5 Online Scams That Target Malaysian Students

Heard about a lot of internet scams happening in Malaysia lately? Be sure not to fall for these tricks by unscrupulous scammers.

Updated 24 May 2019

5 Online Scams That Target Malaysian Students - Feature-Image

Did you know that in a survey conducted by Telenor Group, 46% of Malaysian respondents have been victims of an online scam? Not only that, 63% of them actually lost money from these scams!

While the digital age has opened up plenty of opportunities for people to earn money, it has also made it easier for unscrupulous individuals to cheat people of their hard-earned cash.

Want to avoid being the next target? Buckle up as we explore 5 popular internet scams that prey on college students.

#1. The social media scam

Online Scams That Target Malaysian Students - Social Media Scam

Are you receiving new ‘follow’ requests from someone you know, who then asks you for your phone number?

You may be the target of a social media scam!

This scam technique involves a scammer impersonating a friend by creating a fake social media account (e.g. Facebook, Instagram). They make it look like the real deal by using a similar account name and copying photos from the original profile. Subsequently, they send out ‘friend’ or ‘follow’ requests to dupe the friends of the person they are impersonating.

As soon as you accept the ‘friend’ or ‘follow’ request, the scammer will ask for your phone number. The excuse? They’ve lost their phone and need your help to get back their original social media account. Once you disclose your phone number, you will receive an SMS with a 4-digit code, which they will then ask you to reveal to them.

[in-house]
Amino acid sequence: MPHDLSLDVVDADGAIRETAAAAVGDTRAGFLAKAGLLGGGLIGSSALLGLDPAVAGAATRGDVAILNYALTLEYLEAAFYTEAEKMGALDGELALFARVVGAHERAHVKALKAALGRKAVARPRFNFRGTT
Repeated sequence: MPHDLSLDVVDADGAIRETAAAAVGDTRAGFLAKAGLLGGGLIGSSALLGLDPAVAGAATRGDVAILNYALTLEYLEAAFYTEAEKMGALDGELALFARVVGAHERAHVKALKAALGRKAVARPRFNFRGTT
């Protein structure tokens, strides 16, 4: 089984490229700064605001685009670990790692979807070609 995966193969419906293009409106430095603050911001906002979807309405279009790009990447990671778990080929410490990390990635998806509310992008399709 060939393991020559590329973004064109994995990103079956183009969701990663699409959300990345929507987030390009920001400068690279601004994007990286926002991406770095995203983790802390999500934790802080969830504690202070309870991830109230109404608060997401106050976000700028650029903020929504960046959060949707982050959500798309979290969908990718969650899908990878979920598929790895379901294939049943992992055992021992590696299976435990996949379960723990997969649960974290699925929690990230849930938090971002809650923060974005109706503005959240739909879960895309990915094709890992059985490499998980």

The code is used to hack into your social media account or in some cases, to make online purchases!

How to avoid getting scammed:

  1. Do not share your personal details (including your phone number), especially to a friend who has a duplicate social media account.
  2. If you’re unsure, always verify the person you’re chatting with by asking questions only they would know or contacting them through phone or using another social media platform.
  3. Set your privacy settings to private and hide your friend’s list from public view.
  4. Never send any codes you receive via SMS to anyone, including your friends.

#2. The work-from-home scam

Who doesn’t like the idea of making money from the comfort of their own home? As students, any form of extra allowance with minimal work is attractive — and this makes you all the more vulnerable to scams like these.

So how do you tell if it’s a scam or not?